TUESDAY, June 19, 2018 (HealthDay News) — In older adults there is a J-shaped association between alcohol and mortality, according to a study published online June 19 in PLOS Medicine.
Andrew T. Kunzmann, Ph.D., from Queen’s University Belfast in the United Kingdom, and colleagues examined the correlation between average lifetime alcohol intakes and risk of cancer incidence and mortality in a population-based cohort study using data from 99,654 adults aged 55 to 74 years.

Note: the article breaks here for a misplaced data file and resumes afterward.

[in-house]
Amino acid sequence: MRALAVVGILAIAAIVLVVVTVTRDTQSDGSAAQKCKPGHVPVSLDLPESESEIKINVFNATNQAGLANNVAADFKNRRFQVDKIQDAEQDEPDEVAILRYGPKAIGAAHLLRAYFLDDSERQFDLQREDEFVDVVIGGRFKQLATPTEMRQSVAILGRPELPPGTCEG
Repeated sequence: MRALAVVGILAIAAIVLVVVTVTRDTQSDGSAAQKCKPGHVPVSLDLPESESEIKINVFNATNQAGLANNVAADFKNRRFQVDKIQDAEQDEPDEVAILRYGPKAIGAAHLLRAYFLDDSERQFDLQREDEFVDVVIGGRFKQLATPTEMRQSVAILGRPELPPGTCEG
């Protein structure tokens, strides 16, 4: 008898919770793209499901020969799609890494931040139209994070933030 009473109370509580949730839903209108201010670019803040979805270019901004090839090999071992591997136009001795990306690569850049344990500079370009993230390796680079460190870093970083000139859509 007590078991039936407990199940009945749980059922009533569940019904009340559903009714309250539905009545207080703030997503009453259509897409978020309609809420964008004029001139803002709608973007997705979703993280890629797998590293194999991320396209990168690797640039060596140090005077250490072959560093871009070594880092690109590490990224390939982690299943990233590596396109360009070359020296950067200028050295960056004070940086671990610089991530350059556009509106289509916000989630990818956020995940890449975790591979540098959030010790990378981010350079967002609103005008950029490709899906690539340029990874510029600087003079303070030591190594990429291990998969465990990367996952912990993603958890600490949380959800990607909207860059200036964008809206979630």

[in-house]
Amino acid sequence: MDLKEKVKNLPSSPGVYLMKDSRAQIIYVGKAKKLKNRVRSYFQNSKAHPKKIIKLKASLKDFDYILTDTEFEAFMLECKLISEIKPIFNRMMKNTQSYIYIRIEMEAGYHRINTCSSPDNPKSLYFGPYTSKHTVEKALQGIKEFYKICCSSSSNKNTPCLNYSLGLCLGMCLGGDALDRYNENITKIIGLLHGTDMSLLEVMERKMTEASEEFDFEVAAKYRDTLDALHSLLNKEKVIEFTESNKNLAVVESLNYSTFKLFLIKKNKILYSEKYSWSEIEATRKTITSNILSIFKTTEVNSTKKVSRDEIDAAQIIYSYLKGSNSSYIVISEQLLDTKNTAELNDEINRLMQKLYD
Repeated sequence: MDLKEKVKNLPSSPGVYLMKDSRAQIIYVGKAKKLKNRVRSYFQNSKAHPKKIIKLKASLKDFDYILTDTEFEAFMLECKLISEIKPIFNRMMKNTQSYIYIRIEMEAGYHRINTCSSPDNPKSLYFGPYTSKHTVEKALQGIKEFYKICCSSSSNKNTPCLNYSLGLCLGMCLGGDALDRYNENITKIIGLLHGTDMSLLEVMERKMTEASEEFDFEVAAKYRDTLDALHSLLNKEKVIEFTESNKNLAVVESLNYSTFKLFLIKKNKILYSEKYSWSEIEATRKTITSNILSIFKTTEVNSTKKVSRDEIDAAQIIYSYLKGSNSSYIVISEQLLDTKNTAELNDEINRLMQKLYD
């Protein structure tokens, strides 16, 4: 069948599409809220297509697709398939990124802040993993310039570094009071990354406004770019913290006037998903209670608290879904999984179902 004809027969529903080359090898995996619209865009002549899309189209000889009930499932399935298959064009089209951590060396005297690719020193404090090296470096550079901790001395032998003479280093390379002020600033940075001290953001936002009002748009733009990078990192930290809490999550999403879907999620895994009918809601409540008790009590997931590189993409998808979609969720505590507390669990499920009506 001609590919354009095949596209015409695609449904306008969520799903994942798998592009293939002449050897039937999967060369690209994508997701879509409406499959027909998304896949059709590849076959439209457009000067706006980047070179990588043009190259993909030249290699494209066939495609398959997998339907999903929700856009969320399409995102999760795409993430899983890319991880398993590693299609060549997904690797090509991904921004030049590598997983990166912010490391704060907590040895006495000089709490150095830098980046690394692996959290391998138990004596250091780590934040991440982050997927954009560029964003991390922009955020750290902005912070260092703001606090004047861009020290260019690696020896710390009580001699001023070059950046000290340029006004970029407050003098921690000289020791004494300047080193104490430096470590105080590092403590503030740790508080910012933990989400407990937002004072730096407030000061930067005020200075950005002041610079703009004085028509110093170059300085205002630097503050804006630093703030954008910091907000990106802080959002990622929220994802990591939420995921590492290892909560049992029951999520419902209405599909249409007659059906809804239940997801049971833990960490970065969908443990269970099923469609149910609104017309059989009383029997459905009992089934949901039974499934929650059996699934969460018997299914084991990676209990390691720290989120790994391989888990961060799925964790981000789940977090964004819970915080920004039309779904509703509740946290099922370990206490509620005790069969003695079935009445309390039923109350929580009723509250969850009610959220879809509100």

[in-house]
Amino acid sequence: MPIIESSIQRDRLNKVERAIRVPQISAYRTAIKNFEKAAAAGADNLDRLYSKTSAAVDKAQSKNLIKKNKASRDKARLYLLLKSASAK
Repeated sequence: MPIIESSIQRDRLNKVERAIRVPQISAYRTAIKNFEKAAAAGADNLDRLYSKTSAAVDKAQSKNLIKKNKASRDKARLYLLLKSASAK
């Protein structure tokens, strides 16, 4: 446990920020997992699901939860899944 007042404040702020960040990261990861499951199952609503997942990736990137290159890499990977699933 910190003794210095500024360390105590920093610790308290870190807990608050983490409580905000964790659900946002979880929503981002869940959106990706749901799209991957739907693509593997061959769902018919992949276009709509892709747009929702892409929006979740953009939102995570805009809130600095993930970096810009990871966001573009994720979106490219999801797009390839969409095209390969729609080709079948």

The researchers identified 9,599 deaths and 12,763 primary cancers during 836,740 person-years of follow-up (median, 8.9 years). There were positive linear correlations between lifetime alcohol consumption and cancer-related mortality and total cancer incidence. Average lifetime alcohol consumption had a J-shaped association with overall mortality, cardiovascular-related mortality, and combined risk of death or cancer. Increased overall mortality and combined risk of cancer or death was seen for lifetime never or infrequent drinkers (less than one drink per week) as well as heavy (two to less than three drinks/day) and very heavy drinkers (three or more drinks/day), compared with lifetime light alcohol drinkers (one to three drinks/week). The corresponding hazard ratios were 1.09, 1.07, 1.08, and 1.20 for never drinkers, infrequent drinkers, heavy drinkers, and very heavy drinkers. “The results indicate that intakes below one drink per day were associated with the lowest risk of death,” the authors write.
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